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Chinese influence in Cambodia is prevalent, and the ongoing great power rivalry has put the country in a more dangerous position, which requires Cambodia’s leadership to ensure a balance in relations with both China and the US. Cambodianess’s Sao Phal Niseiy spoke to Sebastian Strangio, author of the book: In the Dragon's Shadow: Southeast Asia in the Chinese Century to discuss aspects of China’s rise as well as the implications of contemporary strategic competition between major powers for Cambodia.
Sao Phal Niseiy: In Chapter 4 of your book, you dig deep into the impact of rising Chinese influence in Cambodia. One of the most important points I want to raise is the question of Cambodians with ethnic Chinese descent. Do you think that they’ve had more influence in recent years, or if I can put it another way, have they driven closer relations between Phnom Penh and Beijing?
Sebastian Strangio: It is undoubtedly the case that warming relations between China and Cambodia have been paralleled by a thickening of economic, political, and cultural ties between ethnic Chinese Cambodians and mainland China. This has also occurred in other Southeast Asian nations, where China’s pivot from Cold War confrontation and subversion (Mao Zedong) to economic engagement (Deng Xiaoping) opened up economic opportunities for Overseas Chinese businesses, and reduced the stigma that attached to ethnic Chinese in many nations at the height of the Cold War.
Ethnic Chinese businesspeople were forced onto the back foot under the People’s Republic of Kampuchea during the 1980s, when Cambodia’s communist government persecuted them along similar lines to their patrons in Vietnam. But the anti-Chinese crackdowns in Cambodia were always slightly half-hearted compared to the situation in Vietnam, and it all ended when the Cold War did. In 1990, Chea Sim, the late president of the CPP [Cambodian People’s Party], told Cambodia’s Chinese community to “unite and liaise with your relatives and friends overseas, attract foreign investment and become a bridge to developing the economy.” Ethnic Chinese quickly reassumed their traditional prominent position in the Cambodian economy. They now form an important pillar in the economic edifice of CPP rule, and a useful “bridge” between the CPP government and expatriates and business people from mainland China.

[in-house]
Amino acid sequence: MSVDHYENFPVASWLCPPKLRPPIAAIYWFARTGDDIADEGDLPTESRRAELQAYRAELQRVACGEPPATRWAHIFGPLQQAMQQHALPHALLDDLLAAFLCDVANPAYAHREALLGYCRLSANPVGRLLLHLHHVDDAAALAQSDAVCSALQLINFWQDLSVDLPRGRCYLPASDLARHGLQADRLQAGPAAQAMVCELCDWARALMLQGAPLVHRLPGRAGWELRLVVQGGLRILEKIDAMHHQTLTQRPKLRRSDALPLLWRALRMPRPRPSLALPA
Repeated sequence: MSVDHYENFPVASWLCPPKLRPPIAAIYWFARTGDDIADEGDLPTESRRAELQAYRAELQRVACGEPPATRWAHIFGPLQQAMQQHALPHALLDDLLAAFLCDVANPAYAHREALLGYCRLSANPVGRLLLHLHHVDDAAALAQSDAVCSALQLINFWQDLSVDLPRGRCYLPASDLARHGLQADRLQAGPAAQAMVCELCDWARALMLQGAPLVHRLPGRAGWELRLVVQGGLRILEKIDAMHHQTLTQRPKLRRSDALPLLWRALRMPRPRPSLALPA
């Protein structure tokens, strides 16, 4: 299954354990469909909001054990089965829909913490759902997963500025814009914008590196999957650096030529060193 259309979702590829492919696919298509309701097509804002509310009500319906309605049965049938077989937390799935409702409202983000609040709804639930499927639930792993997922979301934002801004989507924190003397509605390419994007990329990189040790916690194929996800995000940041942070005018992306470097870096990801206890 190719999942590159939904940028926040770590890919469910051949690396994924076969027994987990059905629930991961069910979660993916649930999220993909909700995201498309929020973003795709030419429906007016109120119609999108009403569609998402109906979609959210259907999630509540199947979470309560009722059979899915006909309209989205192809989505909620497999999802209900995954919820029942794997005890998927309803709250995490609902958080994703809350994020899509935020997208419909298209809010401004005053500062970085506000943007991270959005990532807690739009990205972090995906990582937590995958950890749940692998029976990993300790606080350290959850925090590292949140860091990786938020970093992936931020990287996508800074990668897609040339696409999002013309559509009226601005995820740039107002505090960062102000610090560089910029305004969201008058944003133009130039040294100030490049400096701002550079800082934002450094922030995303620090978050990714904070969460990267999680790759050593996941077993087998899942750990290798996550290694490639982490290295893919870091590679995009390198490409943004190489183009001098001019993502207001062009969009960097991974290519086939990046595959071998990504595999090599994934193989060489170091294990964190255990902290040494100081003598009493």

Sao Phal Niseiy: Many people point to wealthy Cambodian Chinese people, who also hold high political positions within the country’s executive and legislative branches, appear to have been reaping the benefits from cumulative Chinese investments. What do you think?
Sebastian Strangio: It depends on the specific investments. But to the extent that many ethnic Chinese Cambodians have language abilities, cultural affinities, and political relationships that connect them to the People’s Republic, they have benefited disproportionately from the surge of Chinese investment to Cambodia. Of course, for many years, Cambodians of Chinese extraction have made up a significant proportion of Cambodia’s commercial elite—much as in other Southeast Asian countries—so this is hardly a new phenomenon.
The interesting thing about Cambodia is that ethnic Khmers have historically evinced little popular resentment toward Chinese immigrants Cambodians of Chinese extraction, unlike in other nations like Indonesia and Malaysia. Indeed, Khmer culture—and the porous form of Theravada Buddhism practiced in Cambodia—has been quite welcoming of ethnic Chinese, and they have assimilated deeply into Cambodian culture. I think this can be explained by the fact that Cambodia lacks a shared border with China, and that the bulk of Cambodian nationalist energy has been directed toward the more proximate threat: Vietnam.
Sao Phal Niseiy: With the change in US leadership, we expect to see democratization and human rights being scrutinized by Washington, and Phnom Penh will likely respond by leaning increasingly towards China. How do you see the future relations between the US and Cambodia, taking into account the Chinese factor?
Sebastian Strangio: My outlook for US-Cambodia relations is not overly optimistic. While I believe the two sides have a mutual interest in improving relations—for Washington, to pull Cambodia out of China’s orbit, and for Phnom Penh, to avoid to an unhealthy overdependence on Beijing—the mutual mistrust runs deep.